Planting the Future
Planting the Future logo
Throughout 2014, St. Louis is celebrating its 250th anniversary. In this spirit, the Garden is looking ahead to the next 250 years and assembling a yearlong celebration designed to inspire creativity among residents and visitors alike!
Planting the Future in St. Louis

In the Garden

In the Community
Child harvesting sweet potato
Sunflower+ field

The Sweet Potato Project

The Sunflower+ Project

The Sweet Potato Project teaches inner-city “at-risk” youth alternative and progressive ways to produce and distribute locally grown products as well as sustainable business and entrepreneurial skills that can change their lives and enhance their careers.

In collaboration with the North Area Community Development Corporation, the Garden sponsors the Sweet Potato Project and hosts a dedicated section of the William T. Kemper Center for Home Gardening where sweet potatoes are grown for the project.

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The Sunflower+ Project: StL is one of 4 winners of the St. Louis Sustainable Land Lab Design Competition, created to test experimental uses for vacant land in the city of St. Louis.

The team is lead by Richard Reilly of the Missouri Botanical Garden's EarthWays Center and Don Koster of Washington University's Sam Fox School of Design and Visual Arts.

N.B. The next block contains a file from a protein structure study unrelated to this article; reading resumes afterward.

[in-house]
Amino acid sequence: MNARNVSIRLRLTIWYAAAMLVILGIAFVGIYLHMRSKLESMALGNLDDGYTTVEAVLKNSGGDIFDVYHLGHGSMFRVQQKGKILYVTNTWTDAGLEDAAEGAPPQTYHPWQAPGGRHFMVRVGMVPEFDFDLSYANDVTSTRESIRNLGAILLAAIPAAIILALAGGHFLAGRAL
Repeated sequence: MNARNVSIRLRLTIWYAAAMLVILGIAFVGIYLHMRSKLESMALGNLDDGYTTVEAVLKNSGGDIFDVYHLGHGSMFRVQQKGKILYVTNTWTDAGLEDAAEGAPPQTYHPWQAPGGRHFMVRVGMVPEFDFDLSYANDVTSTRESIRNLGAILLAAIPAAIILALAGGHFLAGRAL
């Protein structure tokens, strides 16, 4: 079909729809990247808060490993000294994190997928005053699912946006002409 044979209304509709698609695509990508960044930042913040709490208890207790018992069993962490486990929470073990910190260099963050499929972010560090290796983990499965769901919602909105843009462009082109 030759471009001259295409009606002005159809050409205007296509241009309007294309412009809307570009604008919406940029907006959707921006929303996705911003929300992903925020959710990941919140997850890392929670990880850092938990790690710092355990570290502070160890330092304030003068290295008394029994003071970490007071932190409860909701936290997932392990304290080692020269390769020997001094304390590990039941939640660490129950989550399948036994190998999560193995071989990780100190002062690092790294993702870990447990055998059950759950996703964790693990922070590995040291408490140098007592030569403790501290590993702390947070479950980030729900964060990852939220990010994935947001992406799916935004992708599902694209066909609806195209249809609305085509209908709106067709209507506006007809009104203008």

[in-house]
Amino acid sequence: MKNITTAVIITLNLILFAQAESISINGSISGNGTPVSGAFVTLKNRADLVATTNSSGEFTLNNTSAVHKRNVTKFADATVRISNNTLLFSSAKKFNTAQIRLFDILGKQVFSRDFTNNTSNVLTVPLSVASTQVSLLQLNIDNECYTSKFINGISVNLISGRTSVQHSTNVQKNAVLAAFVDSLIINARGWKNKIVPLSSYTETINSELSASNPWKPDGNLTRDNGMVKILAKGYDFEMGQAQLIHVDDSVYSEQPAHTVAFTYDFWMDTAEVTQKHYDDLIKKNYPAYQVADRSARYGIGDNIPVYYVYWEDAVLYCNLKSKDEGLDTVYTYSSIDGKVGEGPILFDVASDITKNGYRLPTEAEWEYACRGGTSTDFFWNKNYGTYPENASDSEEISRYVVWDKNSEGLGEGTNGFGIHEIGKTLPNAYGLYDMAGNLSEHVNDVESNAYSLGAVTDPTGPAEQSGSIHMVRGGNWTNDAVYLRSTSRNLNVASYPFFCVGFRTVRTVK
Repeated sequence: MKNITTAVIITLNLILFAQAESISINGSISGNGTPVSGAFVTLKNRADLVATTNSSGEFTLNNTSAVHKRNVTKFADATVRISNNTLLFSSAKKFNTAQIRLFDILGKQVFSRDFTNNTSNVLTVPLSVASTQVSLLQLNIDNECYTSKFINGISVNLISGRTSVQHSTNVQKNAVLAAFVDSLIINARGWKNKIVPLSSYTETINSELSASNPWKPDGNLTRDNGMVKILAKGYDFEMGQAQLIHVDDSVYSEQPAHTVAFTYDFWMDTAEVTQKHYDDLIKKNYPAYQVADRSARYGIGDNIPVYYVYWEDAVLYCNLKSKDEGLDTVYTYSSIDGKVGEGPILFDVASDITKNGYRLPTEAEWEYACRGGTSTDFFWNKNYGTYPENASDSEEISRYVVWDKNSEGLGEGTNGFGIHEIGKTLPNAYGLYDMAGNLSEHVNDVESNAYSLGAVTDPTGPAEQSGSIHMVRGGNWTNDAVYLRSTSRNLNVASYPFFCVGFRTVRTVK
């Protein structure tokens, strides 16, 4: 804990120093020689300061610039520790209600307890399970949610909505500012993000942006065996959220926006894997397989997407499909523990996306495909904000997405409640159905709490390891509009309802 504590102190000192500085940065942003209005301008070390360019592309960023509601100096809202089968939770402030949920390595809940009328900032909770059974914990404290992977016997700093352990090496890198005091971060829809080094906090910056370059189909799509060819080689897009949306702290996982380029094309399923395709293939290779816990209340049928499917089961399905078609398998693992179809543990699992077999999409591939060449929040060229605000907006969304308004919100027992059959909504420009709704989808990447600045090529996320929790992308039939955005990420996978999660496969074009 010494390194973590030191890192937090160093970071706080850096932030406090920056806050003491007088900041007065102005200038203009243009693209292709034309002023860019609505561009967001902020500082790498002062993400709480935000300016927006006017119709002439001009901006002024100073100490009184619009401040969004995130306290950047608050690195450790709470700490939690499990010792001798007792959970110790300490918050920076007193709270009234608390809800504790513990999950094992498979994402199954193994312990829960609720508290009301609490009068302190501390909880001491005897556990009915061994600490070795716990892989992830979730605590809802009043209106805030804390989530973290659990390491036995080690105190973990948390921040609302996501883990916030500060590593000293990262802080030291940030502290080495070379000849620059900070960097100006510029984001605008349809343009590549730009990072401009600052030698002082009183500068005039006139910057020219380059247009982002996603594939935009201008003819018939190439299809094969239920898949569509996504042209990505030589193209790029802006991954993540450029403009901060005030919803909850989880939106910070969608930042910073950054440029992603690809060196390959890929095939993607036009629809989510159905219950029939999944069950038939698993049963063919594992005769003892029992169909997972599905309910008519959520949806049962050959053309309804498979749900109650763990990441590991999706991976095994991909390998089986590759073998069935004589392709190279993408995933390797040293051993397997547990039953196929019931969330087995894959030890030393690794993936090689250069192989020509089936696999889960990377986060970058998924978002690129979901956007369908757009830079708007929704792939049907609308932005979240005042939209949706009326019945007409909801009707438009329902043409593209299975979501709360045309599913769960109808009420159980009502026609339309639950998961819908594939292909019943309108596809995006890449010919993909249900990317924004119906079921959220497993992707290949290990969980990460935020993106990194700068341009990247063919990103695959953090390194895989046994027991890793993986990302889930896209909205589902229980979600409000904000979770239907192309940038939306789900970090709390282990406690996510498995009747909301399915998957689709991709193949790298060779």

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Create. Connect. Grow.

Making things creates connections to more than just the materials; it connects people and ideas. There’s no feeling like that of owning or gifting something you created, especially when you know that that item is truly one of a kind. Discover the wonder that comes with making something and to connect with nature and others who share your passion for learning.

Check out a few DIY ideas below or sign up for one of our classes.

How To Build a "Worm" Compost Bin

How to: Build a "Worm" Compost Bin

Materials needed:

  • A dark (black, blue, dark green, etc.) 8-10 gallon plastic storage box with a lid
  • Drill for making drainage and ventilation holes
  • A piece of window screen large enough to cover bottom of the bin
  • Newspaper or old copy paper and cardboard
  • About 1/4 to 1lb of red wrigglers
  • Top-soil (make sure there’s no fertilizer or other chemical additives to the mix)
  • An air tight container to collect food scraps

Drill 5–10 holes at the bottom of the bin and a few small holes on the sides.

Cover the bottom of the bin with window screen.

Place 3–4 inches of moist, shredded newspaper and soggy cardboard at the bottom of the bin.

Add a handful of dirt and the worms.

Cover with another layer of the moist newspaper bedding and place your bin in a well-ventilated area with a tray for drainage.

Feed worms once or twice a week with small chunks of food scraps.

Harvest the castings about two months later by stopping to add food scraps. Add fresh bedding and a handful of soil after harvesting.

Learn more ways to lead a sustainable lifestyle in our green living classes

Grow With Us!

Student trimming bonsai
From gardening practices to nature study and everything in between—the Garden offers a full range of classes for adults, families and children of all ages.

View a complete list of classes and register online today!


March 29 to January 5

Learn how plants, people, animals, and nature are all connected and discover fun ways to explore nature in your own backyards, parks, trails, and schoolyards.

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Upcoming Events

October 24, 2020 - October 25, 2020
10:00 am - 4:00 pm
Missouri Botanical Garden
October 25, 2020 - October 31, 2020
9:00 am - 5:00 pm
Missouri Botanical Garden
October 30, 2020
6:00 pm - 9:00 pm
Missouri Botanical Garden